Suppose you're a protestant, and you want to convince other people to do what the Bible says to do. Would you persuade them by showing them that the Bible says that they should?
Now suppose you're a rationalist, and you want to convince other people to be rational. Would you persuade them with a rational argument?
If not, how?
ADDED: I'm not talking about persuading others who already accept reason as final arbiter to adopt Bayesian principles, or anything like that. I mean persuading Joe on the street who does whatever feels good, and feels pretty good about that. Or a doctor of philosophy who believes that truth is relative and reason is a social construct. Or a Christian who believes that the Bible is God's Word, and things that contradict the Bible must be false.
Christians don't place a whole set of the population off-limits and say, "These people are unreachable; their paradigms are too different." They go after everyone. There is no class of people whom they are unsuccessful with.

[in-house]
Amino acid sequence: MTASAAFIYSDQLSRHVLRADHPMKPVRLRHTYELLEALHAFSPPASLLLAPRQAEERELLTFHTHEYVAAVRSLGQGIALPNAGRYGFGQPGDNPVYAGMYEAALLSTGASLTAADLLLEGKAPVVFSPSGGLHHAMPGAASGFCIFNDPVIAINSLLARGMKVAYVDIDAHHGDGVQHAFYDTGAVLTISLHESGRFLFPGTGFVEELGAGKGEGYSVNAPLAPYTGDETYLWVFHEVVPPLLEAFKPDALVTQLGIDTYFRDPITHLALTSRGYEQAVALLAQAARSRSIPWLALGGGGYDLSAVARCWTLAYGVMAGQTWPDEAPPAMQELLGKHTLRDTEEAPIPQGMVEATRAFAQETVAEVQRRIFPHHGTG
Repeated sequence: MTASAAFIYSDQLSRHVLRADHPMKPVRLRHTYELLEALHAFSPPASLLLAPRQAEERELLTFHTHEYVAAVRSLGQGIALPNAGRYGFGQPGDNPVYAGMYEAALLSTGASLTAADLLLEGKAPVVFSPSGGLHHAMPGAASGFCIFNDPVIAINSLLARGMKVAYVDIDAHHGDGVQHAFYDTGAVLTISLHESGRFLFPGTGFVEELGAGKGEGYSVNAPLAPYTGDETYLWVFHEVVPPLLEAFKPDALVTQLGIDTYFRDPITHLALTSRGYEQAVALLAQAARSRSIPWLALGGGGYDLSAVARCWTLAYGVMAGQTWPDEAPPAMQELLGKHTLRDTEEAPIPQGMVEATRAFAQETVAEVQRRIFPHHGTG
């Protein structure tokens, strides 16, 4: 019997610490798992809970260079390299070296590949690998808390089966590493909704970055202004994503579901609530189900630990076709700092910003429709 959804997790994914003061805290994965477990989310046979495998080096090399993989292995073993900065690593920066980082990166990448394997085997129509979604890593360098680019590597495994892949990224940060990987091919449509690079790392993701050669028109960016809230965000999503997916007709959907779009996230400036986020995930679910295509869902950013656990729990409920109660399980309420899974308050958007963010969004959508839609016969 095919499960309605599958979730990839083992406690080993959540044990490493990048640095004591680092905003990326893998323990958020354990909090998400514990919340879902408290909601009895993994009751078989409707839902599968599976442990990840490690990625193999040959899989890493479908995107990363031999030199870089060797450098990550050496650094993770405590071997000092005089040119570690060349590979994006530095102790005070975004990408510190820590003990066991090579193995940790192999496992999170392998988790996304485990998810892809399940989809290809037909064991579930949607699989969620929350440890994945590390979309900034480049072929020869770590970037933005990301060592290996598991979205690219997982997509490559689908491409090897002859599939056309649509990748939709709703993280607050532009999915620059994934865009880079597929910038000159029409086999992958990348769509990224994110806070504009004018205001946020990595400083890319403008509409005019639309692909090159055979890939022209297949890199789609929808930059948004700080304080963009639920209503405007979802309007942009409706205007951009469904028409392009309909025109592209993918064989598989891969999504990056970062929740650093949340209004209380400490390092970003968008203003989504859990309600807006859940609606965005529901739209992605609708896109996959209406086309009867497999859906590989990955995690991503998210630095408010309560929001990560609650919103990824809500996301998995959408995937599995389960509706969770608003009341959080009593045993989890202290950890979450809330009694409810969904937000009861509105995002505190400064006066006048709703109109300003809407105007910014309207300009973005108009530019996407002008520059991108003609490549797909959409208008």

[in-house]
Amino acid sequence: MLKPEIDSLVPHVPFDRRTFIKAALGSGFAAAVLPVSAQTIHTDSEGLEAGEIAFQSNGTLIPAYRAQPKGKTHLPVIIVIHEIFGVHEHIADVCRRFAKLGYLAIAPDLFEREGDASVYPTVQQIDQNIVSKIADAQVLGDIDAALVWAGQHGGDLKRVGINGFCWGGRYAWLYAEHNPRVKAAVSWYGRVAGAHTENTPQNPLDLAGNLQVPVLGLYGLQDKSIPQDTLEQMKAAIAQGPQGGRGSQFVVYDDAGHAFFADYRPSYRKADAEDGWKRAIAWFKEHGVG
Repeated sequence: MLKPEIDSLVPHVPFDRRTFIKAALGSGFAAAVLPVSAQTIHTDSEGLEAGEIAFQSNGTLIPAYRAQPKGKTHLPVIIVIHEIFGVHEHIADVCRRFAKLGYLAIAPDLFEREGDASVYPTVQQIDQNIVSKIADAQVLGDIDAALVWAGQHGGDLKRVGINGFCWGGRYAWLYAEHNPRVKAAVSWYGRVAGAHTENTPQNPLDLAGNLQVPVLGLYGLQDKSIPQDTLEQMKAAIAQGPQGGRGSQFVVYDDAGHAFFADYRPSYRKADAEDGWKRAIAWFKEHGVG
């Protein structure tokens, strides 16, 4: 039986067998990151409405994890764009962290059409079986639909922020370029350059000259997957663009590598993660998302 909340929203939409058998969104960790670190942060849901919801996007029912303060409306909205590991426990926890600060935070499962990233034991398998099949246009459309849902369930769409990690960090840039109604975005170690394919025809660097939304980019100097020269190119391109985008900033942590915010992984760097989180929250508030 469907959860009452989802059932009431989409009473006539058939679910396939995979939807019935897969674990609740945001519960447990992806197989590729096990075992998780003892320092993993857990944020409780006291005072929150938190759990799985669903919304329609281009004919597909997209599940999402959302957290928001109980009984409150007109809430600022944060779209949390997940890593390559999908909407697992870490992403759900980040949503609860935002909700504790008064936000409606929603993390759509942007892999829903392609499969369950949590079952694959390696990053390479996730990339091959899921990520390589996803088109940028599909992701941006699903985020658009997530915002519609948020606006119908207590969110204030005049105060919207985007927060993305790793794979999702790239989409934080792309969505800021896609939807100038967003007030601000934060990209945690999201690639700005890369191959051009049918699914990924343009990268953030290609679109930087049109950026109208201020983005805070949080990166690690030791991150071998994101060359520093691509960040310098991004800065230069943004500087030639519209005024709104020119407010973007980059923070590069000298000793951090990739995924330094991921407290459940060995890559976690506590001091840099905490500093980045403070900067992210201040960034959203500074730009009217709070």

Saying that we have to play by a set of self-imposed rules in the competition for the minds of humanity, while our competitors don't, means we will lose. And isn't rationality about winning?
ADDED: People are missing the point that the situation is symmetrical for religious evangelists. For them to step outside of their worldview, and use reason to gain converts, is as epistemically dangerous for them, as it is for us to gain converts using something other than reason. Contemporary Christians consider themselves on good terms with reason; but if you look back in history, you'll find that many of the famous and influential Christian theologians (starting with Paul) made explicit warnings against the temptation of reason. The proceedings from Galileo's trial contain some choice bits on the relation between reason and faith.
Using all sorts of persuasive techniques that are not grounded in religious truth, and hence are epistemically repulsive to them and corrosive to their belief system, has proven a winning strategy for all religions. It's a compromise; but these compromises did not weaken those religions. They made them stronger.